Civil liberties advocates have said a suspect should rarely be questioned without a lawyer and without being told he doesn't have to respond.
"Miranda rights are an incredibly important civil liberties safeguard," said Hina Shamsi of the American Civil Liberties Union. "The public safety exception must be read narrowly, as it has been by the courts."
But California Democratic Rep. Adam Schiff, a former federal prosecutor, said he has questions about how the court proceeding came about.
"I would have thought the public safety exception would have allowed more time for the questioning of the suspect prior to the arraignment and/or advising of rights," Schiff said.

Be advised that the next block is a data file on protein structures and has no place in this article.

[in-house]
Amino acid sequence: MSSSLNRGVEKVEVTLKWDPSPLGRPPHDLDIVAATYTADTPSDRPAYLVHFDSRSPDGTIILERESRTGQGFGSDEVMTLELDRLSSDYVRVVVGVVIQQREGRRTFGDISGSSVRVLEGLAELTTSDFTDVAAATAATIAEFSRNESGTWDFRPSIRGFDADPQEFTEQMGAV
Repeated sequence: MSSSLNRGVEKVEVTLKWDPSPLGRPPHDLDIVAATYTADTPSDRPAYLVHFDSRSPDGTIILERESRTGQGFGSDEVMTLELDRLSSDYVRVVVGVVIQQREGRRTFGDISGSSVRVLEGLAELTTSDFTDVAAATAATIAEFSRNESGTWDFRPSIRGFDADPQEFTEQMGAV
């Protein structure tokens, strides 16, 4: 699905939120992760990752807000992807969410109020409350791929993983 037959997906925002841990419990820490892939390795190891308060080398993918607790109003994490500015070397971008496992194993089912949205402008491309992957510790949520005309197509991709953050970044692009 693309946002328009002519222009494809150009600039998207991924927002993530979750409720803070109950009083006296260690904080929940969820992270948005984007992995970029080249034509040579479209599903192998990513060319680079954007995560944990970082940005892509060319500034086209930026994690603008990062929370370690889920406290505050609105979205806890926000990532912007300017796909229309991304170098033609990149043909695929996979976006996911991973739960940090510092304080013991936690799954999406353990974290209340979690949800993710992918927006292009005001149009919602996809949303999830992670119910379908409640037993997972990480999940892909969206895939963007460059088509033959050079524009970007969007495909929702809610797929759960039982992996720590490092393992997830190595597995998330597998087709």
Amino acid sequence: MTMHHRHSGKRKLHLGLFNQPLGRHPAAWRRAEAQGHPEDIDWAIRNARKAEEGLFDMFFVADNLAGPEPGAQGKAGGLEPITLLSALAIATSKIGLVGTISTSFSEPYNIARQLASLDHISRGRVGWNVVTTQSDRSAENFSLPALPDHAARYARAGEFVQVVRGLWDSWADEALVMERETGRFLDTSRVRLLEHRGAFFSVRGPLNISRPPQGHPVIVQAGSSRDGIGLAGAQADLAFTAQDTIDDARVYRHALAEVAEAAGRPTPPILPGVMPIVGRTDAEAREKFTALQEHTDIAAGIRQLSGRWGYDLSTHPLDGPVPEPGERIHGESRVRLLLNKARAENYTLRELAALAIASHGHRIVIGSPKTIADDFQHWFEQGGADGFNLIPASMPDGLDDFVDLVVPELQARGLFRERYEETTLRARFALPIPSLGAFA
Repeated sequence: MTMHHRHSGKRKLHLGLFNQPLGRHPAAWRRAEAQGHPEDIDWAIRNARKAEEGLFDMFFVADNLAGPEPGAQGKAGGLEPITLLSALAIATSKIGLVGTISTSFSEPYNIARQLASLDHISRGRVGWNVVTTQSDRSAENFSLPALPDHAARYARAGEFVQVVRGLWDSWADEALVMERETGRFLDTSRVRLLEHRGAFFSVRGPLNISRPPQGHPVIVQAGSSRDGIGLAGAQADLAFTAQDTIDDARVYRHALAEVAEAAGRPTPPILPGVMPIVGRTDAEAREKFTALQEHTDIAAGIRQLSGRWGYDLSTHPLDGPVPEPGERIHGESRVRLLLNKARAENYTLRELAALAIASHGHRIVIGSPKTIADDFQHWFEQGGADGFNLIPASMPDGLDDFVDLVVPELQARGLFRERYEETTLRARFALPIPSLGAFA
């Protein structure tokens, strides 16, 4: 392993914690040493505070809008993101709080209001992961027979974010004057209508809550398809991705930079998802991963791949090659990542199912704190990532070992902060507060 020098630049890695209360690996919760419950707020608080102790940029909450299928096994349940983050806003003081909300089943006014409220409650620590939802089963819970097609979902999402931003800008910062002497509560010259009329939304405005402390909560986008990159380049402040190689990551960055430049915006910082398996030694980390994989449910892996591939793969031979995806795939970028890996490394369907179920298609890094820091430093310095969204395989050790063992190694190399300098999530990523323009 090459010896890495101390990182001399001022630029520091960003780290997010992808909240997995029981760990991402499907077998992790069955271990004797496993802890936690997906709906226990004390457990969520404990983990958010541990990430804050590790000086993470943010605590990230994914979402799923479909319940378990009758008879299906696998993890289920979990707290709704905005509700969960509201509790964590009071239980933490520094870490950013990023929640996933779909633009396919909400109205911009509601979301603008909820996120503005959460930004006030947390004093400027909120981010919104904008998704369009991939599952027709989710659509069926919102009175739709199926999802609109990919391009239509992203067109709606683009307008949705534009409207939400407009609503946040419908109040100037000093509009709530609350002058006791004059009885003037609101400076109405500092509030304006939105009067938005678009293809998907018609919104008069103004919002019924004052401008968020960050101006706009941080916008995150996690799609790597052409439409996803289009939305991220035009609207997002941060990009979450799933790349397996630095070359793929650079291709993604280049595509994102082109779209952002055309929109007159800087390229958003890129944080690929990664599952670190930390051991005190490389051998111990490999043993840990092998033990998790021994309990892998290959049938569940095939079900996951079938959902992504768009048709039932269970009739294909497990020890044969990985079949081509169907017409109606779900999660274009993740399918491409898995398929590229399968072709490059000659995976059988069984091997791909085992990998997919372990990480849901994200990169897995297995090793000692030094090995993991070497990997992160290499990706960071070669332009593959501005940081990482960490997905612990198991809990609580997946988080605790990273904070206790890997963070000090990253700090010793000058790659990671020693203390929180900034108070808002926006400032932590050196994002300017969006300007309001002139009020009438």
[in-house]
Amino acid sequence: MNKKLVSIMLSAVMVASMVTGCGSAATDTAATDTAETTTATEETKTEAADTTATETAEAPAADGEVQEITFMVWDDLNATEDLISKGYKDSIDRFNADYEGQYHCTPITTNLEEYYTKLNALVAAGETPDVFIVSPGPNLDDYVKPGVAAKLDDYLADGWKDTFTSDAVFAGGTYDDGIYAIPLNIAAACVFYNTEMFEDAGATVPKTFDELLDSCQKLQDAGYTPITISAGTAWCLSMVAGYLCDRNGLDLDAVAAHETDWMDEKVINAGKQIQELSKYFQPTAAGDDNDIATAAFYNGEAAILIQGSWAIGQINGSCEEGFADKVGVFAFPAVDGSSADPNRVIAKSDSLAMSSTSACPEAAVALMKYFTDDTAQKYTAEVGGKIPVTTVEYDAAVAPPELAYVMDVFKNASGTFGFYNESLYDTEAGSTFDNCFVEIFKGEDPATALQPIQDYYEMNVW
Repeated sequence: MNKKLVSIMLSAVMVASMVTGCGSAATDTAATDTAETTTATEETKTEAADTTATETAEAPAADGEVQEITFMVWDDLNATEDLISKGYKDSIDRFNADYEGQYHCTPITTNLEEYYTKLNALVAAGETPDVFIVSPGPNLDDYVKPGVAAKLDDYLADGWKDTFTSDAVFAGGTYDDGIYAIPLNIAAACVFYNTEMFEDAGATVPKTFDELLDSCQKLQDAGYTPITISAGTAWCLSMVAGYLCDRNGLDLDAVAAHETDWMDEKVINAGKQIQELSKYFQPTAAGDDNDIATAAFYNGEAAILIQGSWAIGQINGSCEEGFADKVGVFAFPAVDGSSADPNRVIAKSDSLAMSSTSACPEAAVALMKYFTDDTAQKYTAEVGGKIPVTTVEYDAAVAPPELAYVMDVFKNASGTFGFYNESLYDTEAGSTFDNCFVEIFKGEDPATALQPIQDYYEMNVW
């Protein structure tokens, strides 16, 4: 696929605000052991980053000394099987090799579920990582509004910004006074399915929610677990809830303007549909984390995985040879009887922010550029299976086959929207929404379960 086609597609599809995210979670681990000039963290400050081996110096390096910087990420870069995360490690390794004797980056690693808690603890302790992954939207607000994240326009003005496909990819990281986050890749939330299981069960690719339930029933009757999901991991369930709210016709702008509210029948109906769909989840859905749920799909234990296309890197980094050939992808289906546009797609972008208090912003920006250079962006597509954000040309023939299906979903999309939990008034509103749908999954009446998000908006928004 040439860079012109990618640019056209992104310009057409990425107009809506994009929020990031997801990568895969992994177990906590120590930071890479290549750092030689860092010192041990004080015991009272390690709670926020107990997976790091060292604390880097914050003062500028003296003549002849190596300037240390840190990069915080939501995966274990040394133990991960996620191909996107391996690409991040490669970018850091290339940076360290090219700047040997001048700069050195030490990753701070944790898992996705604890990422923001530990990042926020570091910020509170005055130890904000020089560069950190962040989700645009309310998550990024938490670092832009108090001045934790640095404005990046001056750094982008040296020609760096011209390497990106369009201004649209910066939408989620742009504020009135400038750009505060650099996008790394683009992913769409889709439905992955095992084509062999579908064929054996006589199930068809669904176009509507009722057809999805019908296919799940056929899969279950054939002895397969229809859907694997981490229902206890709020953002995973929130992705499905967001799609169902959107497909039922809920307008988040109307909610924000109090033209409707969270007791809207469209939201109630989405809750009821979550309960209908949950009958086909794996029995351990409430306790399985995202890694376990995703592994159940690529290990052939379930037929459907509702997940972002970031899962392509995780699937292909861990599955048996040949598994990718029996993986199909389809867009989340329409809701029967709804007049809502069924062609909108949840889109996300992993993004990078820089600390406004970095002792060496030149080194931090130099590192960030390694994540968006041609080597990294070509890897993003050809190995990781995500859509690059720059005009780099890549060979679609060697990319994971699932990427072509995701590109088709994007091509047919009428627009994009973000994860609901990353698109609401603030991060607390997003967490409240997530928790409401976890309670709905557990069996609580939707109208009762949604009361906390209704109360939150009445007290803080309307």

Based on the younger man's interrogation and other evidence, authorities have said it appears so far that the brothers were radicalized via Islamic jihadi material on the Internet instead of any direct contact with terrorist organizations, but they warned it is still not certain.
The brothers are ethnic Chechens from Russia who came to the United States about a decade ago with their parents. The family was granted asylum.
The chairman of the House Judiciary Committee said Thursday that the way the U.S. grants asylum to immigrants may need to be addressed after the marathon bombings.
"People getting asylum because they are in the minority, but engaging in aggressive tactics in their home country that may cause them to be susceptible to doing the same thing elsewhere, that obviously ought to be a part of our consideration in granting political asylum to avoid situations like Boston," said Rep. Bob Goodlatte, R-Va., who's working to develop a series of bills to fix problems with the country's immigration system.
Homeland Security Secretary Janet Napolitano defended the asylum process this week in an appearance before the Senate Judiciary Committee, saying it involves multiple layers of vetting.